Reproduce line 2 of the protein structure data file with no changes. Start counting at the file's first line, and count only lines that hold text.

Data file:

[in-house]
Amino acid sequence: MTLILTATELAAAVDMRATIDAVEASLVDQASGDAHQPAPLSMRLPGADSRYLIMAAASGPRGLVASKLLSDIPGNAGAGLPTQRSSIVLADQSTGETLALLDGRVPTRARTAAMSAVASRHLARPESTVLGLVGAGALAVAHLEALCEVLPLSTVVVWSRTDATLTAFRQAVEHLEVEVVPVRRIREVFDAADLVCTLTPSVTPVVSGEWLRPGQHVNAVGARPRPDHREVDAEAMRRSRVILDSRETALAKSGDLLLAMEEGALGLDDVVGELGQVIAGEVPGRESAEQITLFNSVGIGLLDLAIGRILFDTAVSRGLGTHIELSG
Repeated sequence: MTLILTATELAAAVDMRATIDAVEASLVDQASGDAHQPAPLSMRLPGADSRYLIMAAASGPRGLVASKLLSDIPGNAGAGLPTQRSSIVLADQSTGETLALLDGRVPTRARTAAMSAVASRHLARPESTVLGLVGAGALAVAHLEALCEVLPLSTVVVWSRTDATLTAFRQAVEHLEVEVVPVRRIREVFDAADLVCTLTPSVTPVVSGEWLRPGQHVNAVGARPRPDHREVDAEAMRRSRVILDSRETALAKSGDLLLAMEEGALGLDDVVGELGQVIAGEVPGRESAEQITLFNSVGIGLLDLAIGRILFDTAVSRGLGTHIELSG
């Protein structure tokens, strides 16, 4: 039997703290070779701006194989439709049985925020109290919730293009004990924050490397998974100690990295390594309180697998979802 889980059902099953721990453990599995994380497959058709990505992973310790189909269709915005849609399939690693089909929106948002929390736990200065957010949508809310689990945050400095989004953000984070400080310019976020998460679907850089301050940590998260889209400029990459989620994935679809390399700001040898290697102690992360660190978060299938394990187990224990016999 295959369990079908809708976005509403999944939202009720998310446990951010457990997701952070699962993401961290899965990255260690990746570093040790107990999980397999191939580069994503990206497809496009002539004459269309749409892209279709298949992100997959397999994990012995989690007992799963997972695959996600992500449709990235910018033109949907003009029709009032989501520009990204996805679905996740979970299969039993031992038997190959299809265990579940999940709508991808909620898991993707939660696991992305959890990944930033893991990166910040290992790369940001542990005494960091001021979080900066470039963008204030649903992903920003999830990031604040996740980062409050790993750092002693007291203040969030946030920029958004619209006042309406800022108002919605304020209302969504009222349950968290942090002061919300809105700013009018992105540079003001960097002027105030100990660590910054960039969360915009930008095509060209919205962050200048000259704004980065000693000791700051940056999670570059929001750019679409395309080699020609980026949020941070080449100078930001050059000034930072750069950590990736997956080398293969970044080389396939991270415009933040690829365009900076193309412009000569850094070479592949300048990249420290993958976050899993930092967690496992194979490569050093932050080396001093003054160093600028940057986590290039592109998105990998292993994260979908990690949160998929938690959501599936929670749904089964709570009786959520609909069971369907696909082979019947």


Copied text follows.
Amino acid sequence: MTLILTATELAAAVDMRATIDAVEASLVDQASGDAHQPAPLSMRLPGADSRYLIMAAASGPRGLVASKLLSDIPGNAGAGLPTQRSSIVLADQSTGETLALLDGRVPTRARTAAMSAVASRHLARPESTVLGLVGAGALAVAHLEALCEVLPLSTVVVWSRTDATLTAFRQAVEHLEVEVVPVRRIREVFDAADLVCTLTPSVTPVVSGEWLRPGQHVNAVGARPRPDHREVDAEAMRRSRVILDSRETALAKSGDLLLAMEEGALGLDDVVGELGQVIAGEVPGRESAEQITLFNSVGIGLLDLAIGRILFDTAVSRGLGTHIELSG